Summertime Eight Treasure Tea

8-treasure-teaIn my last post, I discussed Chinese medicinal recipes for Summer. This post covers a seasonal tea which helps keep you healthy during the Summer months.

Every season has its own nature.  The summer is hot and humid, which can tax our qi.  As I’ve written before, Chinese medicine has always valued the importance of disease prevention.  In fact, it is said that the best physician does not treat disease, but prevents disease before it occurs.

The changing of the seasons is an optimal time for promotion of health and wellness through the Eight Treasure Tea.  This tea is modified seasonally to address the upcoming season’s particular nature.

Summertime Eight Treasures Tea, helps to prevent summertime colds, improve energy, and prepare the body for the change of season.

What is a summertime cold?

In Chinese medicine, illnesses such as colds, the flu, and allergies are caused by environmental phenomenon such as wind, heat, or, cold.  Quite often they combine to form what is called wind heat or wind cold.  Summertime illnesses tend to be wind heat and summertime damp heat.  Symptoms of wind heat generally include redness at the tip of the tongue, nasal congestion, sneezing, and a slight fever, which can combine with dampness leading to joint pain and excess sweating.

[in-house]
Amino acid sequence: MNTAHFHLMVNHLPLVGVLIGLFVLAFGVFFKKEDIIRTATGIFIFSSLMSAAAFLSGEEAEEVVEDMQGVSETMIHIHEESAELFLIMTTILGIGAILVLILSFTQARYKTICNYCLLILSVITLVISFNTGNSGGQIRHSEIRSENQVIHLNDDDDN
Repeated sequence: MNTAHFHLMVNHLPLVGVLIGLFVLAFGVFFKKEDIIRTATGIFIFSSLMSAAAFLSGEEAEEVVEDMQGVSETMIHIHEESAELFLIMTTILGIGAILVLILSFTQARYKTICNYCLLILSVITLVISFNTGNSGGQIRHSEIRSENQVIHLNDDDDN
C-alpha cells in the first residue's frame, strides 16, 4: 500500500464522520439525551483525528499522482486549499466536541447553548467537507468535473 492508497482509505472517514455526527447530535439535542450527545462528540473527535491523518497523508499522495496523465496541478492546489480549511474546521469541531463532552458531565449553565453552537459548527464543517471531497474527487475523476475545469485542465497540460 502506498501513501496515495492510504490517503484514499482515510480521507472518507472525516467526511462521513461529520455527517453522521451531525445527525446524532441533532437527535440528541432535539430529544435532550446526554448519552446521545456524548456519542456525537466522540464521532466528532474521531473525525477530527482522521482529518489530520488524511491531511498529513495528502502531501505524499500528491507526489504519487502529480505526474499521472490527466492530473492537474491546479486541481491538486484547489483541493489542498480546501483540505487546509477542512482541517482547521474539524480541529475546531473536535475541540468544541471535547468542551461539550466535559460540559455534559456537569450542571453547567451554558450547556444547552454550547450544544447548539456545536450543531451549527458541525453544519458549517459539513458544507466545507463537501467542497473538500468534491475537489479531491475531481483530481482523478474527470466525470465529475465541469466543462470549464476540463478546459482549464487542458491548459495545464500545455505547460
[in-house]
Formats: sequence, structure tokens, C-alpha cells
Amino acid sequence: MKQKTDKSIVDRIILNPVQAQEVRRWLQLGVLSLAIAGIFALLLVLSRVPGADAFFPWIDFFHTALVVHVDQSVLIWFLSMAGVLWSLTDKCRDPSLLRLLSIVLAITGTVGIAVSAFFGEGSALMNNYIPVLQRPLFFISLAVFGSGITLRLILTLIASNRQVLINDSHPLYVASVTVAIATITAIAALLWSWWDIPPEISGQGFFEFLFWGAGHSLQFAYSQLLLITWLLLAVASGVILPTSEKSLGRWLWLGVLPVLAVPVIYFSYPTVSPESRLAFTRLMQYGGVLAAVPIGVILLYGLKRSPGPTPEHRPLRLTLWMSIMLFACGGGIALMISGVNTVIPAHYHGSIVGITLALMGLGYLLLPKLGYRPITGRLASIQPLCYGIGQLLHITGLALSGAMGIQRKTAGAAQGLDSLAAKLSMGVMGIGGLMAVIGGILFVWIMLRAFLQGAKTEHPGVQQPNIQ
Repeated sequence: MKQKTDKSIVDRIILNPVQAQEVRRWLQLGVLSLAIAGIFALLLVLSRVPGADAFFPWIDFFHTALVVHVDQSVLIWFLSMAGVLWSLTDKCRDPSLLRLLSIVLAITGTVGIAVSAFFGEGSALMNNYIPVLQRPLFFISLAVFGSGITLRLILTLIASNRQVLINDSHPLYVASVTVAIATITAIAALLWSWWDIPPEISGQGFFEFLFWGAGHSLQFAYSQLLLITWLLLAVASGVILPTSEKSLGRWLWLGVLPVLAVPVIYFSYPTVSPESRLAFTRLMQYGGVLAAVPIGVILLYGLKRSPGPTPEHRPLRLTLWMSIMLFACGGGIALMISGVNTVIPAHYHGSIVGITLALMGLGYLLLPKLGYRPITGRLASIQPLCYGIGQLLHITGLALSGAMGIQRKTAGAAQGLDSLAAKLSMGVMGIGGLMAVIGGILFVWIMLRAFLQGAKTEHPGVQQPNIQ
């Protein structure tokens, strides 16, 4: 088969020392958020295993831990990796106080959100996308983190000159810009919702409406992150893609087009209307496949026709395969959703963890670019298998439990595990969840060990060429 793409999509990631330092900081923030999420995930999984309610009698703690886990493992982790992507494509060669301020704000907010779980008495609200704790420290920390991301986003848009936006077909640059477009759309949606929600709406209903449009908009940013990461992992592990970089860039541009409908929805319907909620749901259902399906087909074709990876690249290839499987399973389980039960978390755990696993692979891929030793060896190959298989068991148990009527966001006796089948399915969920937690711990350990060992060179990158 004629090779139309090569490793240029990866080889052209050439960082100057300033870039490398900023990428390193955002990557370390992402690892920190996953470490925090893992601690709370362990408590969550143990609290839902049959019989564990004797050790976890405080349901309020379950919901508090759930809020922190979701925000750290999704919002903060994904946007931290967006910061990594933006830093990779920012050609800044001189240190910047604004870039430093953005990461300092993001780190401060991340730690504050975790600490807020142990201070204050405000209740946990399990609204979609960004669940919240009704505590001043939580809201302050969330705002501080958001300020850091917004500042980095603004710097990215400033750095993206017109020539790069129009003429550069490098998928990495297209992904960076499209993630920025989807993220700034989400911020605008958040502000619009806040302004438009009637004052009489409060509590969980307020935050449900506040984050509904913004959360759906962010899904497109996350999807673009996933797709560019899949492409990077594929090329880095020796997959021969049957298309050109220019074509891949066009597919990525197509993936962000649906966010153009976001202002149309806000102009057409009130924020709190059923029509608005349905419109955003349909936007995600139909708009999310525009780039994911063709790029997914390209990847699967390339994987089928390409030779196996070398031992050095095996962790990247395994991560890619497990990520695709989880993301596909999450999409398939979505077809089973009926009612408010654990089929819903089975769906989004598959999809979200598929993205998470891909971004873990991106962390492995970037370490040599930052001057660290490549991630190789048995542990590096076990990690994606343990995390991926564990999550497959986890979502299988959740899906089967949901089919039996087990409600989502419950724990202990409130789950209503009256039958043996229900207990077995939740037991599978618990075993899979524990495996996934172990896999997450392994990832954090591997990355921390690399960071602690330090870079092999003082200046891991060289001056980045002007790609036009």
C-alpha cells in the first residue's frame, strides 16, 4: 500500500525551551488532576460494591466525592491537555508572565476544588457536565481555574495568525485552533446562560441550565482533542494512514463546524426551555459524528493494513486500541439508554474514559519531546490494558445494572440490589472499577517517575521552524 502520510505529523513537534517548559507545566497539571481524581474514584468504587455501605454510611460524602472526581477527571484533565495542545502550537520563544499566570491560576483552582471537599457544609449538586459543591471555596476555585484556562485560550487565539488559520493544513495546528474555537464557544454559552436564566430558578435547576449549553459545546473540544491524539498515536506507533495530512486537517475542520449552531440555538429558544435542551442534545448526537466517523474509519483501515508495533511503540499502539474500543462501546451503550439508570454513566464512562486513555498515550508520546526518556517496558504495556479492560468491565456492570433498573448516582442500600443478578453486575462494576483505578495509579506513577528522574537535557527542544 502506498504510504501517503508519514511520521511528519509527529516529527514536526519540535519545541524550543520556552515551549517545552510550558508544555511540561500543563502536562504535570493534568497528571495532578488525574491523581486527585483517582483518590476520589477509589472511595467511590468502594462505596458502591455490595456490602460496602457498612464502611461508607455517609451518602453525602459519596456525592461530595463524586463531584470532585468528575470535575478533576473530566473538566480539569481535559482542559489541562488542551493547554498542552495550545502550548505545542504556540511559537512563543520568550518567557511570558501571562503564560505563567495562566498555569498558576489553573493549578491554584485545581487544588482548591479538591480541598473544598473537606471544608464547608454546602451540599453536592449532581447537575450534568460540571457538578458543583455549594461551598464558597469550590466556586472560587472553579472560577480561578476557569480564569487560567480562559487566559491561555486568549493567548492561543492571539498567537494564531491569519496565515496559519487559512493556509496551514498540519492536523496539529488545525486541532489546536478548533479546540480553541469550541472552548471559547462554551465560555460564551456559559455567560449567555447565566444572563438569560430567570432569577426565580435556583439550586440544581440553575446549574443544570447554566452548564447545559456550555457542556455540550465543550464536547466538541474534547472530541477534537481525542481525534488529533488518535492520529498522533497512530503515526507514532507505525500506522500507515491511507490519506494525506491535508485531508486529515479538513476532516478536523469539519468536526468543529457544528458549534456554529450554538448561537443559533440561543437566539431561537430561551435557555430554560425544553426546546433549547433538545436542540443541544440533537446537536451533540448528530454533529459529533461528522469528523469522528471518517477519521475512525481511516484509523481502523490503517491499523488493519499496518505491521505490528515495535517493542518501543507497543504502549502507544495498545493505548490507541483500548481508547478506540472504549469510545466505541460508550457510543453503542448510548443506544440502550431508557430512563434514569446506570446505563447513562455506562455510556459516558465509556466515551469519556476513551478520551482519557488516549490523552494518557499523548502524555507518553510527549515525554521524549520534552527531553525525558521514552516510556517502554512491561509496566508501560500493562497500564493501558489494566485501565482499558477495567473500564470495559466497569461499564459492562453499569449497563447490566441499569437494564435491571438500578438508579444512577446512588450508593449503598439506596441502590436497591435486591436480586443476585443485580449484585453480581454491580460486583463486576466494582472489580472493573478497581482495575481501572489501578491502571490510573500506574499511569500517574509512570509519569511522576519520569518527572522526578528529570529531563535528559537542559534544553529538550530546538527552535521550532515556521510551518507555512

The Summertime Eight Treasure Tea

During the summer, the hot and humid weather taxes our qi (commonly translated as energy, but it really has many more meanings), leaving us vulnerable to sickness.  Eight Treasure Tea helps prevent this from happening.  In China, people drink this tasty and refreshing tea in teahouses year round.  Common ingredients include green tea plus a number of Chinese herbs such as chrysanthemum flowers, wolfberries, and others, which work together to tonify and move the qi.  Special modifications for the summer include the addition of atractylodes and Job’s tears, which help tonify qi and drain dampness.

Ingredients

green tea
ju hua (Chrysamthmum)1-2 flowers
rock sugar
yi yi ren (jobes tears) 2g
bai zhu (atractalocus) 2g
gou qi zi (wolfberries) 3-4 pieces
bai mu er (Tremella Mushroom) 2 pieces
tai zi shen (Stellaria) 3 g

For optimum benefits, put a packet of this tea in a large mug at the beginning of the day.  After you finish the first glass, you can add more water to the same herbs and drink several glasses throughout the day.

Photo: Larlo

Joseph Alban, L.Ac.

Joseph Alban is a New York Licensed Acupuncturist and Board Certified Herbalist providing the highest quality Acupuncture and Chinese medicine care tailored to your needs.
Joseph Alban, L.Ac.

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